ORL.- You know, that´s what I’m saying: I just do what I do. I get up, I eat, I go for a walk, maybe go for a movie, then all of a sudden I feel like recording something so I go and I record that… if this is happening, this may happen for seven hours, three… then I go eat again, then I call a friend, then maybe like to go to see a movie, then maybe it´s two in the morning and go back to the studio and work some more. It´s just whatever it´s happening at the moment.
Sometimes you get into routines… sometimes… when you have deadlines. And maybe you get up at nine and you are recording by 10AM and stop by seven… and then you go to the movies. But most of the time it is whatever feels right.

JC.- Then, is there any difference between work and fun or it is all the same thing?
Yeah, It´s all the same, it´s all the same… I don´t consider what I do my job. I don´t consider it work. I defined it as work because I don´t have to work at the pizza place anymore. So then, this is my work, you know what I mean? I just say that to clarify my personal situation but I don´t see it as work: I just get to record stuff. I am living the same life I was living when I was thirteen, but now I don´t live with my parents anymore.

JC.- Yeah, it makes sense. I have a couple of more questions. My site is about documenting an important part of Melbourne lifestyle. Is there anything in particular that you are looking forward to doing in Melbourne?

ORL.-  In Melbourne? Oh, there are some good Vietnamese food places. My life revolves mostly about food again, so maybe check some Thai food places and Vietnamese food places. Like I said maybe we’ll watch a movie. I will be meeting my friends who live in the city and maybe go to the park or something, but definitely the biggest part of it it´s eating.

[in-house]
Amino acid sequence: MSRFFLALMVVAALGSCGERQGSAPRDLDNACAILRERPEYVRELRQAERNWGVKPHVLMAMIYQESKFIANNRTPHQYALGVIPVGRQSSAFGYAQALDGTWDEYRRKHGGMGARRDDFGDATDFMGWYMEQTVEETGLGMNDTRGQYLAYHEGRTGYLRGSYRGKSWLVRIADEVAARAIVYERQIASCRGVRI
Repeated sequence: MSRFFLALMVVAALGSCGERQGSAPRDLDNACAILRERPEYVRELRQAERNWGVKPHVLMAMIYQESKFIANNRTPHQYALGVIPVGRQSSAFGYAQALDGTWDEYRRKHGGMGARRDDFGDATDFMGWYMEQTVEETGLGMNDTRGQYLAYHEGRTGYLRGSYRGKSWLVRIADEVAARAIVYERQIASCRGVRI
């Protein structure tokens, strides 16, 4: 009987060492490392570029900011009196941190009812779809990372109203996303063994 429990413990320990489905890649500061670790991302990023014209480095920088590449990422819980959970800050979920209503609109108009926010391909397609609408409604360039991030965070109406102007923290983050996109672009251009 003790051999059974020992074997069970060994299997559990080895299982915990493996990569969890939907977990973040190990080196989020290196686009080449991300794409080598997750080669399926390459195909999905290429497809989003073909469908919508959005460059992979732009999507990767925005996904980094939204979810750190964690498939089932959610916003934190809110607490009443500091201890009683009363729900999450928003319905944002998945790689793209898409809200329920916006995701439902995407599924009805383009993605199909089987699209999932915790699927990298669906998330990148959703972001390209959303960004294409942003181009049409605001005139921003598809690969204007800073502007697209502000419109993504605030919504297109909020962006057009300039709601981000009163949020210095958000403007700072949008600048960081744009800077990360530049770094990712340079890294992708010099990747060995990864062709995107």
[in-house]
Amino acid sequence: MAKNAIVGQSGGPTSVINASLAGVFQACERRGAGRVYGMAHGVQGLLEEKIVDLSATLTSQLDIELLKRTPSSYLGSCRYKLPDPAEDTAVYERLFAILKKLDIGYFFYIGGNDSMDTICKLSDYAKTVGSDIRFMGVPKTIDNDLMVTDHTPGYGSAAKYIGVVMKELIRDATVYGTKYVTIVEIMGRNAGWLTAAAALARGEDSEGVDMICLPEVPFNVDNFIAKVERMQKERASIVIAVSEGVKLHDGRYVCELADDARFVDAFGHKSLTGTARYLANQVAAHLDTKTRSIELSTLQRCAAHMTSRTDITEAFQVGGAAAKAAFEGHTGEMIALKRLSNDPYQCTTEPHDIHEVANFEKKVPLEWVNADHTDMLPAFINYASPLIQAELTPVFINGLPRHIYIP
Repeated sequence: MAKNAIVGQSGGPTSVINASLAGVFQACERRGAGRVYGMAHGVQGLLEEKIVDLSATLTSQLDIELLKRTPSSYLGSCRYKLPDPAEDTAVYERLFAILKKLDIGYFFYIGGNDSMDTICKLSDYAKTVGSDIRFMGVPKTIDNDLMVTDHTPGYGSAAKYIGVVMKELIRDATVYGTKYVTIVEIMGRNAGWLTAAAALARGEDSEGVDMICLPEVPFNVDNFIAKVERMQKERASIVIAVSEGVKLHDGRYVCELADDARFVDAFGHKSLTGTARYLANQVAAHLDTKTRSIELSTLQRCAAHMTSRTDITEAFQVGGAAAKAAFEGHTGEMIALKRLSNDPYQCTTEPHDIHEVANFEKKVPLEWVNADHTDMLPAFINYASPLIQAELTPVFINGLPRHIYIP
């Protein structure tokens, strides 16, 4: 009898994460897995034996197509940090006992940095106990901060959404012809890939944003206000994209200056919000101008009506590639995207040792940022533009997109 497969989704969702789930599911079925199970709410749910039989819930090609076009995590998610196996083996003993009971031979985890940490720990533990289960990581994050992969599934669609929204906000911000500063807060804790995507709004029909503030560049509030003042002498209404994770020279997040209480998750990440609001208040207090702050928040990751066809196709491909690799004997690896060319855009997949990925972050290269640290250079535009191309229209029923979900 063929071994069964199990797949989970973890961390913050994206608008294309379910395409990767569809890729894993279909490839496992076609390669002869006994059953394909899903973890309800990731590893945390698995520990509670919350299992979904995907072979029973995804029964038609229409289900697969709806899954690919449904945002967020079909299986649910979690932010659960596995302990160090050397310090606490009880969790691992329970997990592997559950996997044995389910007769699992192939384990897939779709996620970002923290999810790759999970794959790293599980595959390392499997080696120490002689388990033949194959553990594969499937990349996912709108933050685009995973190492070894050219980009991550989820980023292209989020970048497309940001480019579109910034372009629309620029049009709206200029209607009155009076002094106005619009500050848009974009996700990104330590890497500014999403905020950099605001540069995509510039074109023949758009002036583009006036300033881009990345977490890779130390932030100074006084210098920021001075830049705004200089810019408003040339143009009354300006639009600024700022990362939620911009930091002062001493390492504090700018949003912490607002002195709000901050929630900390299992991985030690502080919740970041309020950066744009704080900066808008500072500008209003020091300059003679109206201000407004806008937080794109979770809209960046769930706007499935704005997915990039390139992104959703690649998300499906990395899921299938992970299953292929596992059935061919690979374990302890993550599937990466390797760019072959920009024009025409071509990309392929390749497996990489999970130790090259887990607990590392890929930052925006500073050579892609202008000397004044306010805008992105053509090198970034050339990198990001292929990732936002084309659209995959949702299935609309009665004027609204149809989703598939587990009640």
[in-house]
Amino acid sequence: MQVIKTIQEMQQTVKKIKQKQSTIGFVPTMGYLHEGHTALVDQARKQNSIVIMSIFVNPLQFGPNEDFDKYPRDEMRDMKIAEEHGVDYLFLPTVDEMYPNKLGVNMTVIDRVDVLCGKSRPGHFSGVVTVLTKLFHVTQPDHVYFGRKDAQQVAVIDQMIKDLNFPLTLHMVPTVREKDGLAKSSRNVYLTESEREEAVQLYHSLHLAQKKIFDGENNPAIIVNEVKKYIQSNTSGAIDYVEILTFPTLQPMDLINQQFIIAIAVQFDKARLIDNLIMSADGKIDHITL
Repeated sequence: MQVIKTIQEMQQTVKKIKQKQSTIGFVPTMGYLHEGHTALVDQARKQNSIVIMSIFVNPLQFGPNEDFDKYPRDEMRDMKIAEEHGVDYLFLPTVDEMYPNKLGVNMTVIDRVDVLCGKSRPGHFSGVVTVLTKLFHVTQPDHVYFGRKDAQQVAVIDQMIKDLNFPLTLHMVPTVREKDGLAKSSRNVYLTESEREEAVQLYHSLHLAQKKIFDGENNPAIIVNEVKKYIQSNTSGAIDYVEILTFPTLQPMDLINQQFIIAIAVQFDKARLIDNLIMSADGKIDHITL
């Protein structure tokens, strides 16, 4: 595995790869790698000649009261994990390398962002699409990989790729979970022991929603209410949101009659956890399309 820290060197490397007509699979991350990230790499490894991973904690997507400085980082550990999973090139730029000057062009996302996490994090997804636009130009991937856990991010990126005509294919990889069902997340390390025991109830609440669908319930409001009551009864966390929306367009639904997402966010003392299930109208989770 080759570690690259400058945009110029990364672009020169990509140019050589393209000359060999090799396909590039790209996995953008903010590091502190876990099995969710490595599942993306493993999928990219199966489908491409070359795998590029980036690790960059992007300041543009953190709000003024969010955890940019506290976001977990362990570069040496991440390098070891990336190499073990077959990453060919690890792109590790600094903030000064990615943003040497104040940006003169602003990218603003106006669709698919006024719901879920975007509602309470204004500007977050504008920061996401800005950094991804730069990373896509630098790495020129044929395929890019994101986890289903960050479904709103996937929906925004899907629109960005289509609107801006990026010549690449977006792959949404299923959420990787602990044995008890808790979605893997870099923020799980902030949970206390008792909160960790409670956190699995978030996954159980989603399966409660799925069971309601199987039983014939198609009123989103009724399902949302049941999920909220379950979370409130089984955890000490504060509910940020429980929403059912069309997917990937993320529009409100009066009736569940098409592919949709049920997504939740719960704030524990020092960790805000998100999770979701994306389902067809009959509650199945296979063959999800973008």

JC. Ha, right, that sounds very Melbourne. That´s cool. And what would be the most critical situation you have ever had while on a solo tour.

ORL.- Critical? Uhm… shit… I don´t know.

JC. Have you ever have any big disasters?

ORL.- Well, you know, we have disasters all the time... But if you put it in perspective, at the end of the day, we are just playing music. So a disaster only means “oh, we just missed the plane” or “it was crazy weather so we get stuck in some place”, you know: nothing like a real disaster. It´s all just First World problems: we miss the flight, or things go wrong or gear gets broken, nothing serious.

JC.- Yeah, pretty easy going. So, if you could choose of any band, who would you pick to go on a road tour with?

ORL.- Uhm, right now, we are on tour with Crypts from Seattle, but yeah, I don´t know I haven´t really thought about it.

JC.-Is there any Australian band that you are into or that you would be able to recommend to someone back at home?

ORL.- A band? Geezz [Laughing] No, I cannot think of anything right now.

JC.- Oh, that´s okay [Laughing]. No worries, maybe I shouldn´t put that one in the interview.

ORL.-[Laughs]

JC.- I think that was pretty much it, so… Yeah… thanks a lot for your time; that was great. And I hope to see you when you are playing at the Corner.

ORL.- Ah, okay, cool… Sounds good. Thank you very much.

JC.- Okay, man, keep doing what you are doing: it’s great. Have a good day.

ORL.- Yeah, you have a good day too. Ciao.


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Omar Rodriguez Lopez will be playing in Melbourne on the following dates:

Sunday 25th November @  Cherry Rock Festival
Sunday 2nd December @ the Corner Hotel